” and is required when a manufacturer intends to
introduce a medical device into distribution for the first
time, or to introduce a device that has undergone changes
since the previous clearance that might affect the
device's safety or effectiveness. Food & Drug Admin.,
510(k) Premarket Notification 510(k),
fication510k/default.htm (last visited Mar. 20, 2019). JRC
received that clearance in 1994. Pls.' SMF ¶ 3
(citing Food & Drug Admin., Premarket Notification
(last visited Mar. 21, 2019)). In 2000, after JRC had
substantially modified the GED, the FDA, following an
inspection of JRC's premises, advised that JRC need not
obtain a new 510(k) clearance. Id. ¶ 5 (citing
Decl. of Matthew D. Rodgers, plaintiffs' counsel
(“Pls.' Decl.”), Ex. 34, ECF Nos. 28-2 &
decade later, the FDA notified JRC that, although the FDA
told JRC in 2000 that “GED devices were exempt from the
510(k) requirement . . . [w]e have learned that this is not
accurate.” Pls.' Decl., Ex. 37; see also
Pls.' SMF ¶ 8. The FDA explained that GEDs are
“devices” under the Food, Drug and Cosmetic Act
and must receive 510(k) clearance before marketing. Pls.'
Decl., Ex. 37. Thus, the JRC was told to submit new 510(k)
paperwork for the GED because of modifications made since
1994. Pls.' Decl., Ex. 37; see also Pls.'
SMF ¶ 8.
FDA's request, JRC provided a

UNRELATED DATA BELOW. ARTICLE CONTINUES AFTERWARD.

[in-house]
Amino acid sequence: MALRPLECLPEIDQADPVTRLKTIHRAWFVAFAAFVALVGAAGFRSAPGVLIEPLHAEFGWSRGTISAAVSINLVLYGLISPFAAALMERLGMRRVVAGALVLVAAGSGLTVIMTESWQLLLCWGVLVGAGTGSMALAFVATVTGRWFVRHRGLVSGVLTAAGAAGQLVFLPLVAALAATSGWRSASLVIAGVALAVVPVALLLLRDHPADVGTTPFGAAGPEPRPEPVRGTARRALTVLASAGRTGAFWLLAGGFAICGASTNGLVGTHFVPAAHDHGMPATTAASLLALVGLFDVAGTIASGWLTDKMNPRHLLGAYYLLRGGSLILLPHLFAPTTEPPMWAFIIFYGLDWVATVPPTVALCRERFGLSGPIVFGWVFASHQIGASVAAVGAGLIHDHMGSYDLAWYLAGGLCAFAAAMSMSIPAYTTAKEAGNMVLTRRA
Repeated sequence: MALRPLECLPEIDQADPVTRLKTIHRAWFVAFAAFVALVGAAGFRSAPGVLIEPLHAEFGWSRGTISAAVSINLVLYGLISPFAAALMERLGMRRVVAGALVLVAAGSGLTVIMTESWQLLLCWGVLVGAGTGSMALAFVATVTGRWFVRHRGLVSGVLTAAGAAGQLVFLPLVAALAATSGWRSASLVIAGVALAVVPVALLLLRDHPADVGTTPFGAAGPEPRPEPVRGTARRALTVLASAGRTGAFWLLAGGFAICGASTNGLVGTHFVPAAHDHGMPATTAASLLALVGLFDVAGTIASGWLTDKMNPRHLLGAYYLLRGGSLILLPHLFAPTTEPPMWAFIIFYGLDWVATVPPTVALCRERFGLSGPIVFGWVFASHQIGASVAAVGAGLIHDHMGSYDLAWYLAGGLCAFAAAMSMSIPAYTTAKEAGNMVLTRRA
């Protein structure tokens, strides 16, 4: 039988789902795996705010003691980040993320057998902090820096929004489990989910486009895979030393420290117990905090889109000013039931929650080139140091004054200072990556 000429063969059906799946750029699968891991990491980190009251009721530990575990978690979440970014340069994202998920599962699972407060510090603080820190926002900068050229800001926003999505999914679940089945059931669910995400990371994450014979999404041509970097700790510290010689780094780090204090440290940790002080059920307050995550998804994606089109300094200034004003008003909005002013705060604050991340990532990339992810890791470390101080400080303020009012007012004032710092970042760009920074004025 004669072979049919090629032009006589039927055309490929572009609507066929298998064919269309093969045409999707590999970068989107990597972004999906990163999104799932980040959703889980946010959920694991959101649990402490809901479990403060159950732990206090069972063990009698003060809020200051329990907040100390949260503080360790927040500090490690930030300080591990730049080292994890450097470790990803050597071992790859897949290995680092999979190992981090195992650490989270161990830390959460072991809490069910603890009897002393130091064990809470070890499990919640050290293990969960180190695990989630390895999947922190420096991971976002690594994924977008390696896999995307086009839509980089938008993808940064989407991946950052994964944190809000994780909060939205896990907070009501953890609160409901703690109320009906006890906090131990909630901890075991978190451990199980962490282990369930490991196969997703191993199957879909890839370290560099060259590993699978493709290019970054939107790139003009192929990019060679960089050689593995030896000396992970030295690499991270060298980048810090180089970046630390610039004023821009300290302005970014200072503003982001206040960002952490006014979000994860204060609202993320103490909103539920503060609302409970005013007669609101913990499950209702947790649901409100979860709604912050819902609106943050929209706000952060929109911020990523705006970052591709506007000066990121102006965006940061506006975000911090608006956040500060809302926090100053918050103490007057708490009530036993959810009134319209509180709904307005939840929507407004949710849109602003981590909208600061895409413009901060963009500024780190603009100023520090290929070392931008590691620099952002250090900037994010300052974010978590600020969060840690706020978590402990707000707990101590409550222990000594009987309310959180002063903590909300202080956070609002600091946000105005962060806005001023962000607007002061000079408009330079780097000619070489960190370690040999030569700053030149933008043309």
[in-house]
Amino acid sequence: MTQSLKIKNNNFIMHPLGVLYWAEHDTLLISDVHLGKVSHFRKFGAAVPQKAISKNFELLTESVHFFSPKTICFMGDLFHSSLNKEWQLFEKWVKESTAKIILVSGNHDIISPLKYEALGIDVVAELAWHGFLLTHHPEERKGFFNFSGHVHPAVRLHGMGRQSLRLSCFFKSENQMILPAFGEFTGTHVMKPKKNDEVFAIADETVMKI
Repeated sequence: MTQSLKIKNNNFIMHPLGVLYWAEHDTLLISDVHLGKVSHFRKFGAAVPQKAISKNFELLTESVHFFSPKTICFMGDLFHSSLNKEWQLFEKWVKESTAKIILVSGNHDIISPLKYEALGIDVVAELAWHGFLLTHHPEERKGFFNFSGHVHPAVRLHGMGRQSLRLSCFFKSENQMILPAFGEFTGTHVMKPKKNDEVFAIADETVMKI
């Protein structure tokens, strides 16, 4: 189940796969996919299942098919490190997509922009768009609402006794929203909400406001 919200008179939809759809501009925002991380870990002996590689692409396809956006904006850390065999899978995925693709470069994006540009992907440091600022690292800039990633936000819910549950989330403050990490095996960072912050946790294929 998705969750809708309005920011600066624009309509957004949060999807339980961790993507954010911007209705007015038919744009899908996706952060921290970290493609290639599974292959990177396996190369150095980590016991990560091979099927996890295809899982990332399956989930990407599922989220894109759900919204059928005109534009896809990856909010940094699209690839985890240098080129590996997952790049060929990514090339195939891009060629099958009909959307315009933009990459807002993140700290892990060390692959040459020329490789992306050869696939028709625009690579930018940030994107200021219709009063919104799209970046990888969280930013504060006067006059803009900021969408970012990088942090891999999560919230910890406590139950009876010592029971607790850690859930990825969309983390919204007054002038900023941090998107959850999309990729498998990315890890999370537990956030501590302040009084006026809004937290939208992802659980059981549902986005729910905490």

“pre-submission” in February 2013 in anticipation
of JRC's eventual 510(k) application. Pls.' SMF
¶ 13 (citing Pls.' Decl., Ex. 1). The parties set a
meeting for March 25, 2013 to discuss the pre-submission, but
the FDA cancelled the meeting shortly before the scheduled
date. Id. ¶¶ 13-14 (citing Pls.'
Decl., Ex. 2). Around the same time, the FDA met with
“anti-aversive advocacy groups” and several
former JRC patients. Id. ¶¶ 15-16 (citing
Pls.' Decl., Ex. 12).
year between March 2013 and April 2014, the FDA and JRC
representatives did not communicate. Id. ¶ 20
(citing JRC E.D. Decl. ¶ 7). In April 2014, JRC received
notice that a committee of the FDA's Center for Devices
and Radiological Health (“CDRH”) had organized a
panel on neurological devices, which panel convened on April
24, 2014, id. (citing JRC E.D. Decl. ¶ 7), and
heard testimony, inter alia, from two former JRC
patients and one former JRC employee, id. ¶ 21
(citing Pls.' Decl., Ex. 21). The panel was divided on
the health benefits of the GED. Id. ¶ 22
(citing Proposed Ban, 81 Fed. Reg. at 24401).
years after the panel convened, the FDA, on April 25, 2016,
published the Proposed Ban, which, if finalized, would
prohibit JRC's use of the GED. Id. ¶ 25
(citing Proposed Ban, 81 Fed. Reg. at 24, 393). The FDA has
not published a final rule. Id. ¶ 27.
THE PLAINTIFFS' FOIA REQUESTS
three months after the FDA published the Proposed Ban,
Peterson submitted, on July 19, 2016, six identical FOIA
requests to the FDA and five FDA components (“First
Request”). Defs.' Statement Of Material Facts As To
Which There Is No Genuine Issue (“Defs.'
SMF”) ¶ 2 (citing Compl., Exs. A-1 - A-6, ECF Nos.
1-1 - 1-6). The First Request asked for records about, among
other things, “FDA inspections of JRC; the Neurological
Devices Panel of the Medical Devices Advisory Committee; and
FDA's proposed ban of [electrical stimulation
devices].” Id. (citing Compl., Exs. A-1 - A-6,
ECF Nos. 1-1 - 1-6). The FDA, consistent with internal
regulations, consolidated these requests for processing.
Id. ¶ 3 (citing First Decl. of Sarah Kotler,
Division of Freedom of Information (“First DFOI
Decl.”) ¶ 15, ECF No. 24-2).
sent two additional FOIA requests to the FDA on August 23,
2016. One of these requests sought, among other things,